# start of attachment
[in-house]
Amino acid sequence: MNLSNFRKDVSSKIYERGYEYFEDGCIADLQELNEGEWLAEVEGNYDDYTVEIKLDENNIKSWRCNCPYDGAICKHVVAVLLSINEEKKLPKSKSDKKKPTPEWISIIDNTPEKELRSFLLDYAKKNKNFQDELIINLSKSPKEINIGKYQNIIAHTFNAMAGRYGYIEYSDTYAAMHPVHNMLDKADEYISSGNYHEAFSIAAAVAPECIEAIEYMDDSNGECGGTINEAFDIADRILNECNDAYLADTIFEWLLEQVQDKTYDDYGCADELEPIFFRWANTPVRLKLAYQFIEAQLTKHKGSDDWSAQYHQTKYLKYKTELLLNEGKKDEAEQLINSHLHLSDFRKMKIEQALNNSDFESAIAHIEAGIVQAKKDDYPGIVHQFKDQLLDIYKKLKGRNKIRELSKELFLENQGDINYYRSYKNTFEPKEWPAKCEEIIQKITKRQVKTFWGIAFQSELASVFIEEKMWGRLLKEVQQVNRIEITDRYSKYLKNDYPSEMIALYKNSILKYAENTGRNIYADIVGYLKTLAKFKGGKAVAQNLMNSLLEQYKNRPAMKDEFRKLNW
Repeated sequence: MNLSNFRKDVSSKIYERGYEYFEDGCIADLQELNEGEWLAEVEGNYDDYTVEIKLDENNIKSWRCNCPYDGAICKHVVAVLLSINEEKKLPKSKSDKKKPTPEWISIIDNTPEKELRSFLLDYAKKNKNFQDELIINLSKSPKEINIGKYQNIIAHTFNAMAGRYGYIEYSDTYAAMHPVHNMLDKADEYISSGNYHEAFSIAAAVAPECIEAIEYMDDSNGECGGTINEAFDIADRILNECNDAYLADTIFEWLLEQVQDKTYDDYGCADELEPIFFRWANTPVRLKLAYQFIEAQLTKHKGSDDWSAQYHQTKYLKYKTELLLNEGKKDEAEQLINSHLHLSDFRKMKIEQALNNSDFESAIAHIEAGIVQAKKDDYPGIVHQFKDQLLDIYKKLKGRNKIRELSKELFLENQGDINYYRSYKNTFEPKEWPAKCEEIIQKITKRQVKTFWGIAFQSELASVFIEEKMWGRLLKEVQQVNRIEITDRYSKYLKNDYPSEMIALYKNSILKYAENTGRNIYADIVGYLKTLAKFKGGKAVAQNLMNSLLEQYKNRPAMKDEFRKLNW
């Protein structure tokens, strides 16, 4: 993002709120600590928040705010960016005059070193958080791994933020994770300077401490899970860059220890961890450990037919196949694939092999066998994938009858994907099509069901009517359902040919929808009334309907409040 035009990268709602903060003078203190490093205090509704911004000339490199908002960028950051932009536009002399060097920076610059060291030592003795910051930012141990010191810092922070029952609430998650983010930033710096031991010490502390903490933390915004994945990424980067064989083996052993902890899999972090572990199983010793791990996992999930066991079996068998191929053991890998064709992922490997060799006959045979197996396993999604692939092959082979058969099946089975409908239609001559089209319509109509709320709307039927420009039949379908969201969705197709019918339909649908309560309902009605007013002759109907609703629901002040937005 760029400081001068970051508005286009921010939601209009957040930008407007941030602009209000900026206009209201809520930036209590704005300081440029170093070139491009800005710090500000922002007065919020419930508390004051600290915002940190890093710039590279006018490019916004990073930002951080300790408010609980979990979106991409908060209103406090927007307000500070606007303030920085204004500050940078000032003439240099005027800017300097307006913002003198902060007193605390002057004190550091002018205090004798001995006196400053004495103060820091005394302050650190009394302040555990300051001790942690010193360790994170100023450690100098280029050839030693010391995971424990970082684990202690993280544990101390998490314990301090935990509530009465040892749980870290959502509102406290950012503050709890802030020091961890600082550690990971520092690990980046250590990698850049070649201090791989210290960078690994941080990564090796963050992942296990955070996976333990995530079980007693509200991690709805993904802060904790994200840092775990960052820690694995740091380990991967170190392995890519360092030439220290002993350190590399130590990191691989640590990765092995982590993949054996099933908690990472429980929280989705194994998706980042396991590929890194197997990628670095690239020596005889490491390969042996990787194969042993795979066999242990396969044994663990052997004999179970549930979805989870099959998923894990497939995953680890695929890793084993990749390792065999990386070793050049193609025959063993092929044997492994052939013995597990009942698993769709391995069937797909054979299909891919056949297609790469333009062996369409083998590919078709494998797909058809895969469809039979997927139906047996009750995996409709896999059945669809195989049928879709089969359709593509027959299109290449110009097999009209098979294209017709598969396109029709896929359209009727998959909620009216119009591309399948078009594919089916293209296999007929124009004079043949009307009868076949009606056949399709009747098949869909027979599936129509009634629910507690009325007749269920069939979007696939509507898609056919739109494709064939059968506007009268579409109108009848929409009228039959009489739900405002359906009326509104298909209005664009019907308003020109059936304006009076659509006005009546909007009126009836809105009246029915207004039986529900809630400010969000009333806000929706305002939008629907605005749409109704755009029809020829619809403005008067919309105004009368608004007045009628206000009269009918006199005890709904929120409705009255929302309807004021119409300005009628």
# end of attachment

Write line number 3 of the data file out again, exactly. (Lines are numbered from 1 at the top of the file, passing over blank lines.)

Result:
Repeated sequence: MNLSNFRKDVSSKIYERGYEYFEDGCIADLQELNEGEWLAEVEGNYDDYTVEIKLDENNIKSWRCNCPYDGAICKHVVAVLLSINEEKKLPKSKSDKKKPTPEWISIIDNTPEKELRSFLLDYAKKNKNFQDELIINLSKSPKEINIGKYQNIIAHTFNAMAGRYGYIEYSDTYAAMHPVHNMLDKADEYISSGNYHEAFSIAAAVAPECIEAIEYMDDSNGECGGTINEAFDIADRILNECNDAYLADTIFEWLLEQVQDKTYDDYGCADELEPIFFRWANTPVRLKLAYQFIEAQLTKHKGSDDWSAQYHQTKYLKYKTELLLNEGKKDEAEQLINSHLHLSDFRKMKIEQALNNSDFESAIAHIEAGIVQAKKDDYPGIVHQFKDQLLDIYKKLKGRNKIRELSKELFLENQGDINYYRSYKNTFEPKEWPAKCEEIIQKITKRQVKTFWGIAFQSELASVFIEEKMWGRLLKEVQQVNRIEITDRYSKYLKNDYPSEMIALYKNSILKYAENTGRNIYADIVGYLKTLAKFKGGKAVAQNLMNSLLEQYKNRPAMKDEFRKLNW